A New Movement
As India celebrated 75 years of Independence, Har Ghar Tiranga (the national flag in every home) was all the rage, little realising that the nation may be free from the British, but the British Raj 2.0 mindset of control and division, extraction and exploitation still pervades every party and government with the result that the people are still slaves to those in power. With the politicians running an anti-prosperity machine, it is little surprise that India is still a poor nation with vast swathes of the country resembling sub-Saharan Africa. Given freedom, Indians prosper as those outside India in countries with economic freedom have demonstrated. The question that every Indian should be asking is: why are we poor?
What India needs is a new mass movement: Har Ghar Lakshmi. Lakshmi is the goddess of wealth and prosperity. Translated, this would mean prosperity for every family. Without prosperity, a billion Indians continue to suffer in silence, living life on government handouts even as the politicians debate what constitutes freebies and what is welfare. The question that should be debated is what it will take to make Indians rich, but no one is even asking that.
Har Ghar Tiranga works because it inspires nationalistic pride. The national flag is a visible symbol. It also serves as a good distraction from day-to-day troubles. In contrast, Har Ghar Lakshmi has no symbol. Freedom and prosperity are felt in actions; there is no easy demonstration effect that can go viral. Maybe freedom from government dole is the answer because all that the handouts succeed in doing is keep people poor for another generation.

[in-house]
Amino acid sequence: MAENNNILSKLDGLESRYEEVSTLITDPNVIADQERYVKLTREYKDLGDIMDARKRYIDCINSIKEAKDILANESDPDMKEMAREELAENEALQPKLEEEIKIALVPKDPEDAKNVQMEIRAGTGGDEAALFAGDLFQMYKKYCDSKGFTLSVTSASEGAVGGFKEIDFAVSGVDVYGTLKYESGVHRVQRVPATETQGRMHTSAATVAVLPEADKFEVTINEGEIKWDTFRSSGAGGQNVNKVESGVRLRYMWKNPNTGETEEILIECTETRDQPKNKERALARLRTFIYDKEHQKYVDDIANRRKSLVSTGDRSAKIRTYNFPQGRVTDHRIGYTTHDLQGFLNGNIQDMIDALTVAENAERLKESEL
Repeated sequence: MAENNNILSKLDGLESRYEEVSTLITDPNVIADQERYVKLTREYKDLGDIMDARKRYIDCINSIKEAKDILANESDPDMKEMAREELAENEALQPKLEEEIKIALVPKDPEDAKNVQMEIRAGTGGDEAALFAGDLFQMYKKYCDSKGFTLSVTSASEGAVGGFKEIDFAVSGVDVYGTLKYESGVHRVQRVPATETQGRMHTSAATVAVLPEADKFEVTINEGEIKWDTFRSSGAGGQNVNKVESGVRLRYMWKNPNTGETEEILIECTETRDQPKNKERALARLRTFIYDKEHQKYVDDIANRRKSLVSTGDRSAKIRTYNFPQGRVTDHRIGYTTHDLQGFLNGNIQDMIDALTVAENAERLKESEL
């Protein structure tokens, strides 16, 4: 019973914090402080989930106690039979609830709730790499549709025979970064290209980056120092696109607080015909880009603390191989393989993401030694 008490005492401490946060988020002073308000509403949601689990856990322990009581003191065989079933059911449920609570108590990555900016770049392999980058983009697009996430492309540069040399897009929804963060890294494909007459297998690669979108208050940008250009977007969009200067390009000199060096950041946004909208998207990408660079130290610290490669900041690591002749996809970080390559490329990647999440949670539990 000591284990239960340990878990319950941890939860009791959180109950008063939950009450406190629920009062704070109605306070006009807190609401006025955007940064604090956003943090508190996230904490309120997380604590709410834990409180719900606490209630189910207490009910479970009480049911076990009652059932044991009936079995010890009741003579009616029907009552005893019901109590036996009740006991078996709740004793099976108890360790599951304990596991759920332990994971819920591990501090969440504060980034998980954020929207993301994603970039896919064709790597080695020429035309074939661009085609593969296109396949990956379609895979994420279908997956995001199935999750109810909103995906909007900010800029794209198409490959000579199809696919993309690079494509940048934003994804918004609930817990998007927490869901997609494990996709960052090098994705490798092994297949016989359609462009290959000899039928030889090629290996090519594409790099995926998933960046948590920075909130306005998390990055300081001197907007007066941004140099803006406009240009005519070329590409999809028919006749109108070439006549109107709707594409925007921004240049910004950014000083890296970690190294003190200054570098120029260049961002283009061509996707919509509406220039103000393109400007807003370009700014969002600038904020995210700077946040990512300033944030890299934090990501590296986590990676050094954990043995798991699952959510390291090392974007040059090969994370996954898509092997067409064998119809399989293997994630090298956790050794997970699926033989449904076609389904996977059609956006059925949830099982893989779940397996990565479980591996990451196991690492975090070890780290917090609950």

And yet, Lakshmi is what Indians need – for a future which can be dramatically better than the present. Lakshmi’s conjoined twin is Swatantra (freedom). The two come together. With Indians believing that we are a free people just because the British handed over power and exited the country is perhaps the biggest falsehood perpetrated on a nation. India’s new rulers after 1947 simply continued what the British did, and therefore the outcome has not changed dramatically. India could have been at $20-30,000 per capita income; Indians languish at a tenth of that. Just because a small fraction of Indians have a lifestyle comparable to that of Americans does not mean that all Indians are rich.
This is why we need a movement that unites all Indians behind a single mission: freedom and prosperity. Har Ghar Lakshmi is that idea, where people unite to oust the real enemies of India (the politicians and their parties), install a new set of leaders who dismantle the anti-prosperity machine, set the people on an irreversible path to prosperity, and finally, create new rules for the nation to ensure no future politicians and governments can take their freedom and prosperity away.
Har Ghar Lakshmi needs a new understanding of what creates and destroys wealth, how a new political platform is needed with women at the forefront, and how the ideas of Web3 can play a pivotal role in the Indian Revolution.